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spinal reflex[′spīn·əl ′rē‚fleks]
a reflex whose center is located in the spinal cord. There are four types of spinal reflexes: somatic (motor), autonomic, segmental, and intersegmental. Somatic spinal reflexes are involved in the activity of the skeletal musculature of the trunk and extremities, and autonomic spinal reflexes in the activity of the musculature of the blood vessels and internal organs. Segmental spinal reflexes occur within a single segment of the spinal cord, and intersegmental spinal reflexes enter and emerge from different spinal segments.
Depending on the structure of the reflex arcs, spinal reflexes may be monosynaptic or polysynaptic. The former include tendon and muscular reflexes, including the quadriceps and triceps reflexes (extension of the extremities upon tapping a tendon). The latter include skin reflexes, for example, the flexion reflex (the jerking of an extremity in response to stimulation of the skin), reflex stepping (the extension of the leg upon touching the plantar surface), crossed reflexes of corresponding extremities, and interextremital reflexes, which are elements of locomotion, a complex motor activity. Vascular, bladder, and rectal reflexes are spinal reflexes of the internal organs.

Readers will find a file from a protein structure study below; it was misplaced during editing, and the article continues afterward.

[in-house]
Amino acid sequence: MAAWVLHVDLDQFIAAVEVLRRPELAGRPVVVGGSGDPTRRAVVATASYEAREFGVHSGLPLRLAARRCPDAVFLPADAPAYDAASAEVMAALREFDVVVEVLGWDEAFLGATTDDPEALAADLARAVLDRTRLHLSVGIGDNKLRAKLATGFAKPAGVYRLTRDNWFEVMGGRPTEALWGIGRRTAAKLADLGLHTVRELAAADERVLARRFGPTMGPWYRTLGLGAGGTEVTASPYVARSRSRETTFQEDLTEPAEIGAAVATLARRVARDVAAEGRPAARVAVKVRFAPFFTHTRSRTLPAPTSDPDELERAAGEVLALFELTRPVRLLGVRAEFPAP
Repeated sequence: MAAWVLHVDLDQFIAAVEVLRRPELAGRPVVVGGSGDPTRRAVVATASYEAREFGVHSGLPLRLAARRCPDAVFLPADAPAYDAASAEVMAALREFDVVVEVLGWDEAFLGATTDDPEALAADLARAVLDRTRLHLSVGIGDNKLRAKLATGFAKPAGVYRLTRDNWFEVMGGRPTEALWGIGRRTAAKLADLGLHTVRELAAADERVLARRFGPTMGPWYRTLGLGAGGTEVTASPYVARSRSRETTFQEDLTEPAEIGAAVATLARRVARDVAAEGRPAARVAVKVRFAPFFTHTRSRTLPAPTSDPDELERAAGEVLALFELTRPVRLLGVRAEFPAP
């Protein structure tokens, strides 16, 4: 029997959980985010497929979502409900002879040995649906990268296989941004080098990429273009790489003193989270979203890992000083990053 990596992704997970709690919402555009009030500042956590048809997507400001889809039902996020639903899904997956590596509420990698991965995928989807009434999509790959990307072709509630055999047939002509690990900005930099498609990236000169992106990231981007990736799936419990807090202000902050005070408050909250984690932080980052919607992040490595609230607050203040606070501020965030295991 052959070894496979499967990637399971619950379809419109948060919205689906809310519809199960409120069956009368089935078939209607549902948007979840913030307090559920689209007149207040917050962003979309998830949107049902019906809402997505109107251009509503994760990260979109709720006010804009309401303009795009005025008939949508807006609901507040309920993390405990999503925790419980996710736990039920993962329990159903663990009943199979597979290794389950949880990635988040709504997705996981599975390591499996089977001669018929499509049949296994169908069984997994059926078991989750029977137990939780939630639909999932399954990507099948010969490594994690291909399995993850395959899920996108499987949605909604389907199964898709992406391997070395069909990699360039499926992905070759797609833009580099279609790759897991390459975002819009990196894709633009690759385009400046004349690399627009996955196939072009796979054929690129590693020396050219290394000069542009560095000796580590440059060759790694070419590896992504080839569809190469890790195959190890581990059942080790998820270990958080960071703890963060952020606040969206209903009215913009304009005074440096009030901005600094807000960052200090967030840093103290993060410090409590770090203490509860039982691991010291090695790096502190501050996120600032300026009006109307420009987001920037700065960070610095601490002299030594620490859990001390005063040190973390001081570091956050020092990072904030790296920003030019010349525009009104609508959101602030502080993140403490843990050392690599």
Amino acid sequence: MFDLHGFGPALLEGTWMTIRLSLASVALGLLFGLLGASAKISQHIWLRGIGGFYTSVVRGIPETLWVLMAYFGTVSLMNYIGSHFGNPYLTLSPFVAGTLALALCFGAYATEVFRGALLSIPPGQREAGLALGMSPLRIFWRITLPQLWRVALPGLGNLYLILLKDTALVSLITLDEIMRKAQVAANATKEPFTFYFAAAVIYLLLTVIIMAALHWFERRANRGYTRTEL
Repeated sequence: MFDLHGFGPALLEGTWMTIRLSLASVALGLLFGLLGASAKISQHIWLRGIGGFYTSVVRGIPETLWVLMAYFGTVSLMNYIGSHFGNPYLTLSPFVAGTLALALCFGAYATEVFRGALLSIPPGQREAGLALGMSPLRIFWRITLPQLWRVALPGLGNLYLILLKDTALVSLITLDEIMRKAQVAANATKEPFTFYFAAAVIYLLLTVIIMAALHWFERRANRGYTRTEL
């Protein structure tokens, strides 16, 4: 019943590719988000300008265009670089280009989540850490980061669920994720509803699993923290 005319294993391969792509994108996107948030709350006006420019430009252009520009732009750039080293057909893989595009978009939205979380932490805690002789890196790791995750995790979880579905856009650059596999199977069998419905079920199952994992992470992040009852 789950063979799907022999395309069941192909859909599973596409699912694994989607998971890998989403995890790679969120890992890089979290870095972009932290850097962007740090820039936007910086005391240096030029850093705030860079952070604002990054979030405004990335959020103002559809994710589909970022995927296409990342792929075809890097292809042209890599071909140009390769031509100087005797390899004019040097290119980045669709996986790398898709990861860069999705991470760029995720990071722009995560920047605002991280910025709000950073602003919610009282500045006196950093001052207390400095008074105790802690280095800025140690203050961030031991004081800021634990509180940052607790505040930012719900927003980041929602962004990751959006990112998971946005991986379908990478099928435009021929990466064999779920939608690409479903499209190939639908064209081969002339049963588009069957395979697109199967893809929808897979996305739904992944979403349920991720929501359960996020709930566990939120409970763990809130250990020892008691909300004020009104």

The study of spinal reflexes is an important method used in examining individuals suffering various pathological conditions.
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P. A. KISELEV